CBJ plans to exempt Soboleff Center from historic district standards

A rendering of the exterior of the center.

Officials with Sealaska Heritage Institute and the City and Borough of Juneau are working on a deal to let SHI out of the city’s historic district standards for the proposed Walter Soboleff Center.

The four-story, 29,000 square foot education and cultural facility will be built on the edge of the downtown district, which celebrates the late 19th and early 20th century architecture of Juneau’s original mining period.

The Soboleff Center will also present a historic look. After all, the history of Southeast Alaska Native architecture goes back over 10,000 years.

Sealaska Heritage Institute Chief Operating Officer Lee Kadinger says the facility at the corner of Front and Seward streets downtown will pay tribute to that history, incorporating elements of traditional Tlingit, Haida and Tsimshian design. It also will take advantage of modern advances in building materials to meet LEED Gold standards.

A glass and cedar façade will give way to an interior that will include exhibits, work and performance space for artists, as well as offices for SHI’s staff, and climate controlled storage for the institute’s collections.

“We just feel that it celebrates the rich cultural diversity of Southeast Alaska,” Kadinger says. “And we feel that it really represents Juneau’s original habitants in a wonderful light.”

Kadinger says SHI is not looking to re-write the city’s historic district code. Rather, the institute would prefer the Juneau Assembly pass an ordinance providing an exception to the property where the center will be built.

“Native culture is part of the history of Alaska, and a non-code exemption would not change the historic district standards in the rest of the district,” he says. “But it would provide for an inclusion of what may have been an oversight.”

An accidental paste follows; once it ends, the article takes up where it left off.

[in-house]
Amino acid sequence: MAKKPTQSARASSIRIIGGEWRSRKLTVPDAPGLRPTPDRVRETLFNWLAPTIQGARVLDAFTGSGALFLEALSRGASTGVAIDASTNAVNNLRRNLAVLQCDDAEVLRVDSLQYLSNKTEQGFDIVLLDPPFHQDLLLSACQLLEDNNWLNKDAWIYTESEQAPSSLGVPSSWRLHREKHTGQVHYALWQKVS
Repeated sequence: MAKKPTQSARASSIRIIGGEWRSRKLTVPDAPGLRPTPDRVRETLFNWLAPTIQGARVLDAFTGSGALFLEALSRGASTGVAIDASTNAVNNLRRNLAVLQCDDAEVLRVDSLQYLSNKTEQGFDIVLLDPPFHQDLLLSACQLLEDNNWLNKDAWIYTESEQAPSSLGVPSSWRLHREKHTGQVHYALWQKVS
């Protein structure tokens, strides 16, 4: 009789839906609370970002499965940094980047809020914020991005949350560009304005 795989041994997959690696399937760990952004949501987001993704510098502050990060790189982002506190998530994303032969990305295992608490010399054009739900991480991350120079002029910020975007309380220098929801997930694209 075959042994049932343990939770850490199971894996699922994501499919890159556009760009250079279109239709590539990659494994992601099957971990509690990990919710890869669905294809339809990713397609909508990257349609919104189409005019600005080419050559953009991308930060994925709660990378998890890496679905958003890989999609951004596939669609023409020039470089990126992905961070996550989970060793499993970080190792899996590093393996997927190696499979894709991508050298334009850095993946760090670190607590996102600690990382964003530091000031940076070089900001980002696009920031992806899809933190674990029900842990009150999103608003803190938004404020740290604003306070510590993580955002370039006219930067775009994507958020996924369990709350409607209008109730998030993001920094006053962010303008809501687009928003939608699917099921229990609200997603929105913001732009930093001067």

The Juneau Assembly this week directed the city law department to draft an ordinance fulfilling SHI’s request.

Mayor Merrill Sanford said the city could put conditions on its exemption. The only suggestion he made would be maintaining the same parking standard.

“The parking standard has been made more flexible in the past five to 10 years,” Sanford said. “And I think we’ve held everybody accountable to that standard within the downtown district that I don’t think that we should step out away from those rules.”

Design drawings for the Soboleff Center show no additional off-street parking. Surface parking would be available at the Sealaska Plaza lot directly across the street.

Other than that, Sanford said he was comfortable changing requirements for building materials, color schemes, architectural style and the like.

“Here we have our Native heritage that has a bright, diversified color scheme to what they do and all their arts and culture,” Sanford said. “They want to build that into this building, and right now that can’t be done.”

SHI’s Kadinger would like to hammer out details of the exemption in the next two months.

Juneau voters in October approved an extension of the city’s temporary one-percent sales tax, which included $3 million for the Soboleff Center. Kadinger says construction is estimated at $20 million, and that SHI has raised about 75 percent.

The facility will be named after the Reverend Doctor Walter Soboleff, a renowned Tlingit elder who passed away in 2011 at the age of 102.

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